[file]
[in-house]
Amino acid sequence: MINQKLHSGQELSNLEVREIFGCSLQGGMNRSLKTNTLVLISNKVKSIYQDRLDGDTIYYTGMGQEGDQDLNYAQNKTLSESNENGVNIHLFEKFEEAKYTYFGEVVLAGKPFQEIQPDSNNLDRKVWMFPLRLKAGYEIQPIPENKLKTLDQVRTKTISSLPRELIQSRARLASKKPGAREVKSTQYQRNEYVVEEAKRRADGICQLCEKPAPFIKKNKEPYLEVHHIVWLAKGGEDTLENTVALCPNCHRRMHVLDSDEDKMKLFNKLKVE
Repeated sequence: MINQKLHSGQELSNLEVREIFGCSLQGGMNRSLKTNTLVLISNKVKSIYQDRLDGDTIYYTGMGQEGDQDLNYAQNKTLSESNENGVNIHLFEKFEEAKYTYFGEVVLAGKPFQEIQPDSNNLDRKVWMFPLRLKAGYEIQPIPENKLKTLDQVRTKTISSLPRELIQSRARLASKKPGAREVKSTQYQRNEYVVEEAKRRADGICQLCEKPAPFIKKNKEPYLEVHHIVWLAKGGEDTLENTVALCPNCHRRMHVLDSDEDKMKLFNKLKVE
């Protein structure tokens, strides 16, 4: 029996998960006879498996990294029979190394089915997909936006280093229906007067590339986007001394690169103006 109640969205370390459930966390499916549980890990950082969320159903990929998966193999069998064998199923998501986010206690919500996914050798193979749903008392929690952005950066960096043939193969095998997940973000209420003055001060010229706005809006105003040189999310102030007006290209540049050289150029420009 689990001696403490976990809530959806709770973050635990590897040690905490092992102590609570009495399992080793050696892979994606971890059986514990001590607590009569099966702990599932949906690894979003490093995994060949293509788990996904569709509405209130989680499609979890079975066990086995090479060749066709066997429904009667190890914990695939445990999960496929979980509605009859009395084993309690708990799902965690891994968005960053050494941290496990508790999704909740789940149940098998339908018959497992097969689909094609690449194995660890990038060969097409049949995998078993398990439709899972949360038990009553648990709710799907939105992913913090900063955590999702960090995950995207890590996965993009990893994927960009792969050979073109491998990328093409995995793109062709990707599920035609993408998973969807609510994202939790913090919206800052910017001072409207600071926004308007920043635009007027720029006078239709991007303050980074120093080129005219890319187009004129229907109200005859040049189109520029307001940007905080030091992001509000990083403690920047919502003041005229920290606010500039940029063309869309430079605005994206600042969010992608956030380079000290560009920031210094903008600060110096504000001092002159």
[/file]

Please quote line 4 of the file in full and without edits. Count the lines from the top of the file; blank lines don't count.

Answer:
């Protein structure tokens, strides 16, 4: 029996998960006879498996990294029979190394089915997909936006280093229906007067590339986007001394690169103006 109640969205370390459930966390499916549980890990950082969320159903990929998966193999069998064998199923998501986010206690919500996914050798193979749903008392929690952005950066960096043939193969095998997940973000209420003055001060010229706005809006105003040189999310102030007006290209540049050289150029420009 689990001696403490976990809530959806709770973050635990590897040690905490092992102590609570009495399992080793050696892979994606971890059986514990001590607590009569099966702990599932949906690894979003490093995994060949293509788990996904569709509405209130989680499609979890079975066990086995090479060749066709066997429904009667190890914990695939445990999960496929979980509605009859009395084993309690708990799902965690891994968005960053050494941290496990508790999704909740789940149940098998339908018959497992097969689909094609690449194995660890990038060969097409049949995998078993398990439709899972949360038990009553648990709710799907939105992913913090900063955590999702960090995950995207890590996965993009990893994927960009792969050979073109491998990328093409995995793109062709990707599920035609993408998973969807609510994202939790913090919206800052910017001072409207600071926004308007920043635009007027720029006078239709991007303050980074120093080129005219890319187009004129229907109200005859040049189109520029307001940007905080030091992001509000990083403690920047919502003041005229920290606010500039940029063309869309430079605005994206600042969010992608956030380079000290560009920031210094903008600060110096504000001092002159």